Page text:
Eagle learning curve

Discussion in 'General Electronics Chat' started by capnray, Oct 14, 2011.

  1. capnray

    Thread Starter Member

    Jul 3, 2010
    59
    2
    Having failed to get CADON for Intellicad running in XP, I decided to take the Eagle challenge. It was steep at first, but I have a simple layout to try. Eagle does not produce the pretty schematics that other packages do, but the pcb layout is "slicker than snot on a doorknob". the NPN package I chose was all wrong, but I was given many choices to change it without visiting a library. The entire program is actually as "kludgy" as a 3D mechanical package (running on a UNIX box) that I mastered in the '90's. THAT package stated that the calculator used "Reverse Polish" data entry. It's late, I'll attempt output tomorrow.
     
  2. SgtWookie

    Expert

    Jul 17, 2007
    22,182
    1,728
    Google "Sparkfun Eagle Tutorial", and go through it.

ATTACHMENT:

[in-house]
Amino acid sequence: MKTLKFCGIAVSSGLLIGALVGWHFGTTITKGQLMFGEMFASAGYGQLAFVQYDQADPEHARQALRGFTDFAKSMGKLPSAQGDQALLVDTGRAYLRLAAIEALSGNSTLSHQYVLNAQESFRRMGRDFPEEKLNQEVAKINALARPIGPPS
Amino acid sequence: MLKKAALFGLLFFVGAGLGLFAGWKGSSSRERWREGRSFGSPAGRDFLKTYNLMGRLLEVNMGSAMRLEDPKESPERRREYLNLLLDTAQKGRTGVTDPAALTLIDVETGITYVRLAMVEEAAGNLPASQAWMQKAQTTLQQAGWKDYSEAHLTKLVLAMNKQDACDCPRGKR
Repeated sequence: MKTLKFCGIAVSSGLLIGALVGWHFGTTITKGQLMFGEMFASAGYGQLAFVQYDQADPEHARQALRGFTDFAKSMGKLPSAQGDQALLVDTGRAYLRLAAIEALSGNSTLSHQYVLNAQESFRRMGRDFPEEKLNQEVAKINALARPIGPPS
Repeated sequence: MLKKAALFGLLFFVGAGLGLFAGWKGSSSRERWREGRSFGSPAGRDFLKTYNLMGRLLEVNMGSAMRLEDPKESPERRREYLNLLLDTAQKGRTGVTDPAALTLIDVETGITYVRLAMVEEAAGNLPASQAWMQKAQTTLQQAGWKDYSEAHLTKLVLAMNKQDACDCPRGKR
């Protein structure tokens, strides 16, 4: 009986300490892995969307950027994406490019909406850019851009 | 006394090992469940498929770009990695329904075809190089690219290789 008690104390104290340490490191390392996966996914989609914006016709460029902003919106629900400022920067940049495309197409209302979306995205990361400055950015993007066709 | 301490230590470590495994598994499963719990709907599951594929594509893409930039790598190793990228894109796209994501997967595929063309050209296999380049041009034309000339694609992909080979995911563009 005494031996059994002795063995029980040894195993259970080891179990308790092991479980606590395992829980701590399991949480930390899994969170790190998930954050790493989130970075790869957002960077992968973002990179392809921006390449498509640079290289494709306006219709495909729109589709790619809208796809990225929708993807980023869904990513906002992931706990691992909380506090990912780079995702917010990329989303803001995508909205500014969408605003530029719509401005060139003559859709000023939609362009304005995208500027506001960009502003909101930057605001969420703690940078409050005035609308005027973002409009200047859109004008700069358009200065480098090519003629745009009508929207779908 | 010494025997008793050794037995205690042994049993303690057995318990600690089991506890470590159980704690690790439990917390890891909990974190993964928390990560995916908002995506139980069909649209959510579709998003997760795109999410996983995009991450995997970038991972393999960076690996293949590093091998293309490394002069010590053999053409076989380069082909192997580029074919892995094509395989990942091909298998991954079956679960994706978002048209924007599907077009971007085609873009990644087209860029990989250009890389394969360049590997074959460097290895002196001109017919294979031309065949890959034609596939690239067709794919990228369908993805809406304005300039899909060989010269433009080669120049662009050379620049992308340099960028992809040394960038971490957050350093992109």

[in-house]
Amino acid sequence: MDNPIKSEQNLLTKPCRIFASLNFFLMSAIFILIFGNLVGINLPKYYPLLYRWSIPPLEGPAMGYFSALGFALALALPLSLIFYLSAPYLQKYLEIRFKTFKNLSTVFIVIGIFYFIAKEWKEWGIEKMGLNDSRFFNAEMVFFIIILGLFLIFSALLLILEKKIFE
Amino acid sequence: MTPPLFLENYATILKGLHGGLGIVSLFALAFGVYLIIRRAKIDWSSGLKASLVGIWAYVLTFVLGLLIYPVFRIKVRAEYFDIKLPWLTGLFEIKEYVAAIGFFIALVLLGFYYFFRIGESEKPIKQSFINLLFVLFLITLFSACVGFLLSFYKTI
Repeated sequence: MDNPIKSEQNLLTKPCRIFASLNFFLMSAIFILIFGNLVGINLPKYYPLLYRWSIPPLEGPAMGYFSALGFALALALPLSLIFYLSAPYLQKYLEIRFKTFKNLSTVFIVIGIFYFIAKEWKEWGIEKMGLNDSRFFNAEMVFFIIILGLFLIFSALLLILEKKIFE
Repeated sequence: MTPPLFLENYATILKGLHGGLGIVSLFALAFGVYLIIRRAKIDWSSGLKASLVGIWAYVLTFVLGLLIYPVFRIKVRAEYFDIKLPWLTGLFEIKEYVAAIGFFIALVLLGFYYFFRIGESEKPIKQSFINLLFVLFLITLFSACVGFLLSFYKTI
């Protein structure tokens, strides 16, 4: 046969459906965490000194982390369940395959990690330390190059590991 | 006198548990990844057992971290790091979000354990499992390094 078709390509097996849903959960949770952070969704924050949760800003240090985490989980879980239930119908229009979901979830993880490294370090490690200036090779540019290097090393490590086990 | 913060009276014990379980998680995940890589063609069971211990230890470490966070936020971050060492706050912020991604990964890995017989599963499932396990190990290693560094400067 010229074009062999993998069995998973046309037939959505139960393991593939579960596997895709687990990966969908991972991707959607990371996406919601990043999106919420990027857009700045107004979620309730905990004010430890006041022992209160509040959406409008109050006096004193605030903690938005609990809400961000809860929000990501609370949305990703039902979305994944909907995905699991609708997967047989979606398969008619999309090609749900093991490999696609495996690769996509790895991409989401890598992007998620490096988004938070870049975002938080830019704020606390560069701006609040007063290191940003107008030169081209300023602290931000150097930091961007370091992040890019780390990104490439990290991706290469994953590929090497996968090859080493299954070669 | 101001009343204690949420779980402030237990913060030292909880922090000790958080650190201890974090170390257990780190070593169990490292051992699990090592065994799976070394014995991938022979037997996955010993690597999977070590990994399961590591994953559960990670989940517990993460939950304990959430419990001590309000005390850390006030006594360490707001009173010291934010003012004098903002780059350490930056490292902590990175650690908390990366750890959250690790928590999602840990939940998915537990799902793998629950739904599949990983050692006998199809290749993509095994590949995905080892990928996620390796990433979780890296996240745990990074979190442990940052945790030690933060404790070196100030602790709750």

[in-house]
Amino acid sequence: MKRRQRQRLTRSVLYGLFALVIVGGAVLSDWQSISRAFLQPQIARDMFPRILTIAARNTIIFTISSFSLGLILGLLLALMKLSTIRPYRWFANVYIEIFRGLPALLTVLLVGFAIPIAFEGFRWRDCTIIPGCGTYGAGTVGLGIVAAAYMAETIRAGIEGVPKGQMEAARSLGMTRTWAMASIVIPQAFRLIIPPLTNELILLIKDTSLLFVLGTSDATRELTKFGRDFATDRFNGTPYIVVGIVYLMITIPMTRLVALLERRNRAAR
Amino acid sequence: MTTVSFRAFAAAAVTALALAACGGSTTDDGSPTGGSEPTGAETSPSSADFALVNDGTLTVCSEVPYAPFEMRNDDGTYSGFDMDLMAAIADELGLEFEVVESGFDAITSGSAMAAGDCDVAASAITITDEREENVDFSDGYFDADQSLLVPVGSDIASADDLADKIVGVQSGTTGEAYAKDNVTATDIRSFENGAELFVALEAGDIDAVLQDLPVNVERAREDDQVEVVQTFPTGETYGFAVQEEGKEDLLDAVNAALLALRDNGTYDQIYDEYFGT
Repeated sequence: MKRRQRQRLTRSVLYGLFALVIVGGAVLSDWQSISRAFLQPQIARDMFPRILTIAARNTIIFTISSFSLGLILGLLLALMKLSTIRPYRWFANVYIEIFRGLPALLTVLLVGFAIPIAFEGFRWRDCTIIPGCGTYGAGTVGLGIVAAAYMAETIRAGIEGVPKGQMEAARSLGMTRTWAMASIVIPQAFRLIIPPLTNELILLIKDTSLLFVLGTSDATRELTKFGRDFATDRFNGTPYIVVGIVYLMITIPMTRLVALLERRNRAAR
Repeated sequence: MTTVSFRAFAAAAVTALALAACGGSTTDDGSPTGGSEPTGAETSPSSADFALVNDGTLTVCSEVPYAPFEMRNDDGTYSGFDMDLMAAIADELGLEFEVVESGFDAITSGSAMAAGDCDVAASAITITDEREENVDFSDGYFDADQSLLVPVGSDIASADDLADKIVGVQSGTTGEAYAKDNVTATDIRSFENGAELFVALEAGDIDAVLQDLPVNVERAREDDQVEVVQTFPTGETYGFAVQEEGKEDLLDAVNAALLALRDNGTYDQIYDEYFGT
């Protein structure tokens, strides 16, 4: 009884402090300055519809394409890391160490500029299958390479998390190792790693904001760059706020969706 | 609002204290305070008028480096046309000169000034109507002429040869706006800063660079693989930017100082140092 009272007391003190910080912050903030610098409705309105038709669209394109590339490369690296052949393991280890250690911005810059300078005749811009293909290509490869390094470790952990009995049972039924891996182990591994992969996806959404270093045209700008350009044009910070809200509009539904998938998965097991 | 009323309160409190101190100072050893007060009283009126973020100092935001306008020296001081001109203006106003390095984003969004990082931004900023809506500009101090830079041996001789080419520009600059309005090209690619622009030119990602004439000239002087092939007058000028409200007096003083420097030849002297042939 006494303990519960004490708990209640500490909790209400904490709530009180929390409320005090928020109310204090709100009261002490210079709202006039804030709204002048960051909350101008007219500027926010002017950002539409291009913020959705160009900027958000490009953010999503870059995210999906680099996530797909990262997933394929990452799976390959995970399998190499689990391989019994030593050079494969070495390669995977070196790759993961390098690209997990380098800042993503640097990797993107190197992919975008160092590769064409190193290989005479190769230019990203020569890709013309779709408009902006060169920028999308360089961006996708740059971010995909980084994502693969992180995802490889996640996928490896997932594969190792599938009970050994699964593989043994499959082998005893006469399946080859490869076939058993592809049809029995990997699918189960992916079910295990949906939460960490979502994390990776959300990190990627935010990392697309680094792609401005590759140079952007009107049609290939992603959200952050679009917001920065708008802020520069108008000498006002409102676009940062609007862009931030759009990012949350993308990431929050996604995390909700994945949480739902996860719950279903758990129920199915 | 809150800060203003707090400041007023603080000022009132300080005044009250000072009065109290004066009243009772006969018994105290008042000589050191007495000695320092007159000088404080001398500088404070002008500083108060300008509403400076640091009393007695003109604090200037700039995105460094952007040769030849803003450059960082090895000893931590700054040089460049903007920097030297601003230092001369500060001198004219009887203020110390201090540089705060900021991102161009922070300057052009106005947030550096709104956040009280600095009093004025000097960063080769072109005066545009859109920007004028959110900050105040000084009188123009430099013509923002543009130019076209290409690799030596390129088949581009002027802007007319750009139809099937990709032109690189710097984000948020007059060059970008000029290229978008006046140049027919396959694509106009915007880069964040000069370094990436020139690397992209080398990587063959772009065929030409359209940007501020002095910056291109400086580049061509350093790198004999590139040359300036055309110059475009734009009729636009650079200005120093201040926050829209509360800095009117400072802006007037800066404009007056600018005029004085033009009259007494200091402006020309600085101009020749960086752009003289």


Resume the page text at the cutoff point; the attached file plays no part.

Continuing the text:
It will help you avoid a number of pitfalls.

    Use Erc early, and use it often. If you don't, you'll find yourself starting over with PCB's numerous times.
     
  3. nerdegutta

    Moderator

    Dec 15, 2009
    2,515
    785
    I've used Eagle for a few years now. I started with QCAD, manually drawing components and footprints. Then I moved to KiCad. And it was like coming to heaven. Ready made symbols and footprints. And a neat inbuilt 3D function. But then my standards went up the next step, and I started using Eagle, and PovRay, to visualize my boards. This was like Paradise, to me. ExpressPCB, and the like, are nothing for me, 'cause I'm a Linux dude. :)
    Eagle has some steep learning curve, but I've found it to be an excellent tool for me. It has a big components database, and it's quite easy to import new components.

    Good luck with your learning, and remember the ERC. :)
     
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